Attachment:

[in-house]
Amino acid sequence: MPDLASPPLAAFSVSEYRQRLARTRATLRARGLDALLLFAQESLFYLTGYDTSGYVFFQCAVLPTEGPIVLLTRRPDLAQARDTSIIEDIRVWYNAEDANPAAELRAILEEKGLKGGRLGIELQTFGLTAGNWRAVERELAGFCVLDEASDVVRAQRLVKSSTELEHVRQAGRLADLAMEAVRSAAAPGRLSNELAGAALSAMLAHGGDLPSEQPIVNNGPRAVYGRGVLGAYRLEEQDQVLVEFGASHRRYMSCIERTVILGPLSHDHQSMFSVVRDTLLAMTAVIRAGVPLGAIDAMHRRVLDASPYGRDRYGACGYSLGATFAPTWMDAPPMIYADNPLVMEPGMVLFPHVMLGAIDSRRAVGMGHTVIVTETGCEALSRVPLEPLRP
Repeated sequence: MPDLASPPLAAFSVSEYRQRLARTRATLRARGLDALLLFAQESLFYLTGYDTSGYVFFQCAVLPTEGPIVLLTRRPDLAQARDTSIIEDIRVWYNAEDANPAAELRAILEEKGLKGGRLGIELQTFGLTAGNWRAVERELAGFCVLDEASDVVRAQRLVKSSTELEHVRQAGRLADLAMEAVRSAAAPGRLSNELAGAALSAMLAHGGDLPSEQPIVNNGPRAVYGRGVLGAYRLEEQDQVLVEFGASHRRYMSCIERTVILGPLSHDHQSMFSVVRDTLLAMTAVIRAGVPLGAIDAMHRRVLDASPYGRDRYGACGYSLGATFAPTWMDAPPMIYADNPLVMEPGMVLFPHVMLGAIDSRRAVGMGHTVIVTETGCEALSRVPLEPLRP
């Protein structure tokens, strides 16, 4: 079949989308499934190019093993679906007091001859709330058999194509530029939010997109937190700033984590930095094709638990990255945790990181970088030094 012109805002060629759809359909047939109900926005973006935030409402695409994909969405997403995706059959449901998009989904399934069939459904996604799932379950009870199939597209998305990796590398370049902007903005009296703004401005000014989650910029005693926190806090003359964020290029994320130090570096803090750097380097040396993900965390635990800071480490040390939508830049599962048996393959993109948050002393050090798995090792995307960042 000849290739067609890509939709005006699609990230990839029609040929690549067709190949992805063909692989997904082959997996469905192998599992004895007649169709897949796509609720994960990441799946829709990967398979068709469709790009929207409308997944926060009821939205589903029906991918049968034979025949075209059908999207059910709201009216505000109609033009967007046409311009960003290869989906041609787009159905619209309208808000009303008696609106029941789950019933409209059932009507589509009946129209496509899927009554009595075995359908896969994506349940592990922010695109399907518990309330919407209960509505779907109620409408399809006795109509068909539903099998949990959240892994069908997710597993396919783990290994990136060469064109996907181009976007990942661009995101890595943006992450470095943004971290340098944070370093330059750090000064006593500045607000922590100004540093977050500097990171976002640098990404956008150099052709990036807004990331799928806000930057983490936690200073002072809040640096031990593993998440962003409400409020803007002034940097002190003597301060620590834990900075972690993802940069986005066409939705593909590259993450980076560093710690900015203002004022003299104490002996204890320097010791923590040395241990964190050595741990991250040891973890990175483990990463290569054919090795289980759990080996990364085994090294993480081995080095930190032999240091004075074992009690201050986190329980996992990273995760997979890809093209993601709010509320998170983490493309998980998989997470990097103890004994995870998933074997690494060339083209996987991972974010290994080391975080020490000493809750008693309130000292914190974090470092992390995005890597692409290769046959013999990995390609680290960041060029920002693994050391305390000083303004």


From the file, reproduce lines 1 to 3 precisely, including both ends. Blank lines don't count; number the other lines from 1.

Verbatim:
[in-house]
Amino acid sequence: MPDLASPPLAAFSVSEYRQRLARTRATLRARGLDALLLFAQESLFYLTGYDTSGYVFFQCAVLPTEGPIVLLTRRPDLAQARDTSIIEDIRVWYNAEDANPAAELRAILEEKGLKGGRLGIELQTFGLTAGNWRAVERELAGFCVLDEASDVVRAQRLVKSSTELEHVRQAGRLADLAMEAVRSAAAPGRLSNELAGAALSAMLAHGGDLPSEQPIVNNGPRAVYGRGVLGAYRLEEQDQVLVEFGASHRRYMSCIERTVILGPLSHDHQSMFSVVRDTLLAMTAVIRAGVPLGAIDAMHRRVLDASPYGRDRYGACGYSLGATFAPTWMDAPPMIYADNPLVMEPGMVLFPHVMLGAIDSRRAVGMGHTVIVTETGCEALSRVPLEPLRP
Repeated sequence: MPDLASPPLAAFSVSEYRQRLARTRATLRARGLDALLLFAQESLFYLTGYDTSGYVFFQCAVLPTEGPIVLLTRRPDLAQARDTSIIEDIRVWYNAEDANPAAELRAILEEKGLKGGRLGIELQTFGLTAGNWRAVERELAGFCVLDEASDVVRAQRLVKSSTELEHVRQAGRLADLAMEAVRSAAAPGRLSNELAGAALSAMLAHGGDLPSEQPIVNNGPRAVYGRGVLGAYRLEEQDQVLVEFGASHRRYMSCIERTVILGPLSHDHQSMFSVVRDTLLAMTAVIRAGVPLGAIDAMHRRVLDASPYGRDRYGACGYSLGATFAPTWMDAPPMIYADNPLVMEPGMVLFPHVMLGAIDSRRAVGMGHTVIVTETGCEALSRVPLEPLRP